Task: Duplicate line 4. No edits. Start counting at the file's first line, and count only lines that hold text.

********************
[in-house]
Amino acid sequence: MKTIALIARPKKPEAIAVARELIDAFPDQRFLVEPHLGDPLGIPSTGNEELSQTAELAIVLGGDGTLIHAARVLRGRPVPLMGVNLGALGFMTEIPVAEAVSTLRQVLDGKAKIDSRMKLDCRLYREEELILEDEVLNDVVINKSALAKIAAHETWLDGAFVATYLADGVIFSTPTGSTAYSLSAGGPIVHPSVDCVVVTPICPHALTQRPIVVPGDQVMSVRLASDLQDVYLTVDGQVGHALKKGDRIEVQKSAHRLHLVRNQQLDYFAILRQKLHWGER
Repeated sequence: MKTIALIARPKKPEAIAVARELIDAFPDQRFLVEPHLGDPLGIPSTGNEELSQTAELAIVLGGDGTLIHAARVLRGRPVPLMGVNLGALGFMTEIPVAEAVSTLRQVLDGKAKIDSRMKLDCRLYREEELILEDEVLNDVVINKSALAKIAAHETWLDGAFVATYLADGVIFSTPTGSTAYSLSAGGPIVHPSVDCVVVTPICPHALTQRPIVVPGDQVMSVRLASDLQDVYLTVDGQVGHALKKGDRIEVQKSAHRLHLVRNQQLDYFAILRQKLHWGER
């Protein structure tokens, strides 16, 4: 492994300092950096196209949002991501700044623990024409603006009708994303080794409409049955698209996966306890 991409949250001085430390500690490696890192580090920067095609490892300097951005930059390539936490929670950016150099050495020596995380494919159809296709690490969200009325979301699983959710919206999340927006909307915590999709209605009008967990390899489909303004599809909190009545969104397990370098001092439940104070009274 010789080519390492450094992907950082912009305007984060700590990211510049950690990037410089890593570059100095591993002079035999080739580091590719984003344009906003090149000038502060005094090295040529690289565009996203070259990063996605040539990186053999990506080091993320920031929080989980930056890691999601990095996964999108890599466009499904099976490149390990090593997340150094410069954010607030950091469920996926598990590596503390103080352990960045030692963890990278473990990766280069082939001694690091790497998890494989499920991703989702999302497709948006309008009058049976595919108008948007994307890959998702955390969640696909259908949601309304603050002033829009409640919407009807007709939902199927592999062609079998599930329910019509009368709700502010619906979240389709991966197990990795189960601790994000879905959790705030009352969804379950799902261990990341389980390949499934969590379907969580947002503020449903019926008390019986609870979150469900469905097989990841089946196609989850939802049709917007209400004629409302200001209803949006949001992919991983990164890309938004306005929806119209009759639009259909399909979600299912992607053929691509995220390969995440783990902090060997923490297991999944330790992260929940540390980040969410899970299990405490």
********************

């Protein structure tokens, strides 16, 4: 492994300092950096196209949002991501700044623990024409603006009708994303080794409409049955698209996966306890 991409949250001085430390500690490696890192580090920067095609490892300097951005930059390539936490929670950016150099050495020596995380494919159809296709690490969200009325979301699983959710919206999340927006909307915590999709209605009008967990390899489909303004599809909190009545969104397990370098001092439940104070009274 010789080519390492450094992907950082912009305007984060700590990211510049950690990037410089890593570059100095591993002079035999080739580091590719984003344009906003090149000038502060005094090295040529690289565009996203070259990063996605040539990186053999990506080091993320920031929080989980930056890691999601990095996964999108890599466009499904099976490149390990090593997340150094410069954010607030950091469920996926598990590596503390103080352990960045030692963890990278473990990766280069082939001694690091790497998890494989499920991703989702999302497709948006309008009058049976595919108008948007994307890959998702955390969640696909259908949601309304603050002033829009409640919407009807007709939902199927592999062609079998599930329910019509009368709700502010619906979240389709991966197990990795189960601790994000879905959790705030009352969804379950799902261990990341389980390949499934969590379907969580947002503020449903019926008390019986609870979150469900469905097989990841089946196609989850939802049709917007209400004629409302200001209803949006949001992919991983990164890309938004306005929806119209009759639009259909399909979600299912992607053929691509995220390969995440783990902090060997923490297991999944330790992260929940540390980040969410899970299990405490």